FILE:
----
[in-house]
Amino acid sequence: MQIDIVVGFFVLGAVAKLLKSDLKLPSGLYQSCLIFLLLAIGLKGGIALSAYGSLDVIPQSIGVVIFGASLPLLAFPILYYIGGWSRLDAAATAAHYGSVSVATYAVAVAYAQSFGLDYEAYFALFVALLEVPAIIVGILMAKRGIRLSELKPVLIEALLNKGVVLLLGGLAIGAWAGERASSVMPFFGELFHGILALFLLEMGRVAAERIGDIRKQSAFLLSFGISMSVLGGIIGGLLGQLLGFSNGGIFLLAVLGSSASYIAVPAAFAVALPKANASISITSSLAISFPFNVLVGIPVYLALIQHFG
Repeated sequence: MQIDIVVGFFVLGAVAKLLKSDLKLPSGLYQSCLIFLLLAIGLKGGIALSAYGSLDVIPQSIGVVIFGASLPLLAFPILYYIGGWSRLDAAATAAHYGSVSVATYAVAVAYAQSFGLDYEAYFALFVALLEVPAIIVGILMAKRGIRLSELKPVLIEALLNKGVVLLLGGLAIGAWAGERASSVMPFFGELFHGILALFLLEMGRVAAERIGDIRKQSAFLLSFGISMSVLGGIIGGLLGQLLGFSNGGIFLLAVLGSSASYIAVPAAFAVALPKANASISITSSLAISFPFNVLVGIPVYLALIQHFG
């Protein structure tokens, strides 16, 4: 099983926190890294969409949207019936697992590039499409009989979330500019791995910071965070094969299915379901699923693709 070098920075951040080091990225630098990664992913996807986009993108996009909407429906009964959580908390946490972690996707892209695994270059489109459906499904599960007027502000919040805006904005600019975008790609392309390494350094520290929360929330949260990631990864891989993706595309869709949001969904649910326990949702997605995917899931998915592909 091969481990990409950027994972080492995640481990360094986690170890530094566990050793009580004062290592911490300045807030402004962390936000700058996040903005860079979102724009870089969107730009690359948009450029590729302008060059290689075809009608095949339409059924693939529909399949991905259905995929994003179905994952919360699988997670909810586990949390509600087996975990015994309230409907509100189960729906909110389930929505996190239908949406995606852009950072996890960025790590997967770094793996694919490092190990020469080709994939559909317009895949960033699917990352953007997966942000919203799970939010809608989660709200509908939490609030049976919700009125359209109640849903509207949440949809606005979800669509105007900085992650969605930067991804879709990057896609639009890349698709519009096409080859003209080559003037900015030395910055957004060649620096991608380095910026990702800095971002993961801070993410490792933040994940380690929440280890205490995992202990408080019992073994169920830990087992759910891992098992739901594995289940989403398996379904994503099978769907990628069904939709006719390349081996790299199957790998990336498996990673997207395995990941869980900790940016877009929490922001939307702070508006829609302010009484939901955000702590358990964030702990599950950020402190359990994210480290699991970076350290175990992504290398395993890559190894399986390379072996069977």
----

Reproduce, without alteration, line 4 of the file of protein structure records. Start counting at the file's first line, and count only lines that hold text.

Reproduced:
């Protein structure tokens, strides 16, 4: 099983926190890294969409949207019936697992590039499409009989979330500019791995910071965070094969299915379901699923693709 070098920075951040080091990225630098990664992913996807986009993108996009909407429906009964959580908390946490972690996707892209695994270059489109459906499904599960007027502000919040805006904005600019975008790609392309390494350094520290929360929330949260990631990864891989993706595309869709949001969904649910326990949702997605995917899931998915592909 091969481990990409950027994972080492995640481990360094986690170890530094566990050793009580004062290592911490300045807030402004962390936000700058996040903005860079979102724009870089969107730009690359948009450029590729302008060059290689075809009608095949339409059924693939529909399949991905259905995929994003179905994952919360699988997670909810586990949390509600087996975990015994309230409907509100189960729906909110389930929505996190239908949406995606852009950072996890960025790590997967770094793996694919490092190990020469080709994939559909317009895949960033699917990352953007997966942000919203799970939010809608989660709200509908939490609030049976919700009125359209109640849903509207949440949809606005979800669509105007900085992650969605930067991804879709990057896609639009890349698709519009096409080859003209080559003037900015030395910055957004060649620096991608380095910026990702800095971002993961801070993410490792933040994940380690929440280890205490995992202990408080019992073994169920830990087992759910891992098992739901594995289940989403398996379904994503099978769907990628069904939709006719390349081996790299199957790998990336498996990673997207395995990941869980900790940016877009929490922001939307702070508006829609302010009484939901955000702590358990964030702990599950950020402190359990994210480290699991970076350290175990992504290398395993890559190894399986390379072996069977």